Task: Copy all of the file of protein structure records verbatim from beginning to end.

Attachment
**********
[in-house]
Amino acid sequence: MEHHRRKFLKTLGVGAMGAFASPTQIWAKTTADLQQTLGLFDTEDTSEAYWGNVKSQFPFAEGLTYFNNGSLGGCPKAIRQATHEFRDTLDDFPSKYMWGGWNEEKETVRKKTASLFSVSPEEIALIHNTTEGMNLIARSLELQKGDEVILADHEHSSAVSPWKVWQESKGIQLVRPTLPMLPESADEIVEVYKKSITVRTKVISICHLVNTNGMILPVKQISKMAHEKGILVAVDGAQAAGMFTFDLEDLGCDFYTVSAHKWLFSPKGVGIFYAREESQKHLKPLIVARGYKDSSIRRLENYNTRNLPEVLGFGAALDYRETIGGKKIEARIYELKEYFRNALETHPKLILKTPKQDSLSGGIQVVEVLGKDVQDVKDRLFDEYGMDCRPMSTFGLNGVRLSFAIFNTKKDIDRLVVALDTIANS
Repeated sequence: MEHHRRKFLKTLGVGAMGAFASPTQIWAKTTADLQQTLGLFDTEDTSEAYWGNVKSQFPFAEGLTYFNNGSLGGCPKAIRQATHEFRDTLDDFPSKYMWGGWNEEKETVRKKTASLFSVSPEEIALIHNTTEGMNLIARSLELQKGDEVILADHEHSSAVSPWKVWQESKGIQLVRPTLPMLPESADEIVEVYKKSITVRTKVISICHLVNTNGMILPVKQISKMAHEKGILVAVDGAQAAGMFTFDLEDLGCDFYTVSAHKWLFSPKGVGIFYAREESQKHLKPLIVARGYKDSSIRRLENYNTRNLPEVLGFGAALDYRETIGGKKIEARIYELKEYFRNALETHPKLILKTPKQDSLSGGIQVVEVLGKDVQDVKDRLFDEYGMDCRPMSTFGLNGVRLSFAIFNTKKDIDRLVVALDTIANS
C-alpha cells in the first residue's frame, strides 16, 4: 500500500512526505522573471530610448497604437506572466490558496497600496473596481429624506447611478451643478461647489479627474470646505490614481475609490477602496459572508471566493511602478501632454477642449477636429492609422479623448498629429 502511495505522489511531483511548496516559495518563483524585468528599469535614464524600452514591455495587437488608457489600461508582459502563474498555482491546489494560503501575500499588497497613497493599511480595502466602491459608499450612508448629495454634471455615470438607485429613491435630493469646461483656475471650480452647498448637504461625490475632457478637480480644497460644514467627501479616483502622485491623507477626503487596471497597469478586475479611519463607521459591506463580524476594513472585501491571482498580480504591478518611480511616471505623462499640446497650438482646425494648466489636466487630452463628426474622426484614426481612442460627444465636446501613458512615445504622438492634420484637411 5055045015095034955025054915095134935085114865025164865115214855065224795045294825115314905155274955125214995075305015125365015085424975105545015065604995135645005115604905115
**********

[in-house]
Amino acid sequence: MEHHRRKFLKTLGVGAMGAFASPTQIWAKTTADLQQTLGLFDTEDTSEAYWGNVKSQFPFAEGLTYFNNGSLGGCPKAIRQATHEFRDTLDDFPSKYMWGGWNEEKETVRKKTASLFSVSPEEIALIHNTTEGMNLIARSLELQKGDEVILADHEHSSAVSPWKVWQESKGIQLVRPTLPMLPESADEIVEVYKKSITVRTKVISICHLVNTNGMILPVKQISKMAHEKGILVAVDGAQAAGMFTFDLEDLGCDFYTVSAHKWLFSPKGVGIFYAREESQKHLKPLIVARGYKDSSIRRLENYNTRNLPEVLGFGAALDYRETIGGKKIEARIYELKEYFRNALETHPKLILKTPKQDSLSGGIQVVEVLGKDVQDVKDRLFDEYGMDCRPMSTFGLNGVRLSFAIFNTKKDIDRLVVALDTIANS
Repeated sequence: MEHHRRKFLKTLGVGAMGAFASPTQIWAKTTADLQQTLGLFDTEDTSEAYWGNVKSQFPFAEGLTYFNNGSLGGCPKAIRQATHEFRDTLDDFPSKYMWGGWNEEKETVRKKTASLFSVSPEEIALIHNTTEGMNLIARSLELQKGDEVILADHEHSSAVSPWKVWQESKGIQLVRPTLPMLPESADEIVEVYKKSITVRTKVISICHLVNTNGMILPVKQISKMAHEKGILVAVDGAQAAGMFTFDLEDLGCDFYTVSAHKWLFSPKGVGIFYAREESQKHLKPLIVARGYKDSSIRRLENYNTRNLPEVLGFGAALDYRETIGGKKIEARIYELKEYFRNALETHPKLILKTPKQDSLSGGIQVVEVLGKDVQDVKDRLFDEYGMDCRPMSTFGLNGVRLSFAIFNTKKDIDRLVVALDTIANS
C-alpha cells in the first residue's frame, strides 16, 4: 500500500512526505522573471530610448497604437506572466490558496497600496473596481429624506447611478451643478461647489479627474470646505490614481475609490477602496459572508471566493511602478501632454477642449477636429492609422479623448498629429 502511495505522489511531483511548496516559495518563483524585468528599469535614464524600452514591455495587437488608457489600461508582459502563474498555482491546489494560503501575500499588497497613497493599511480595502466602491459608499450612508448629495454634471455615470438607485429613491435630493469646461483656475471650480452647498448637504461625490475632457478637480480644497460644514467627501479616483502622485491623507477626503487596471497597469478586475479611519463607521459591506463580524476594513472585501491571482498580480504591478518611480511616471505623462499640446497650438482646425494648466489636466487630452463628426474622426484614426481612442460627444465636446501613458512615445504622438492634420484637411 5055045015095034955025054915095134935085114865025164865115214855065224795045294825115314905155274955125214995075305015125365015085424975105545015065604995135645005115604905115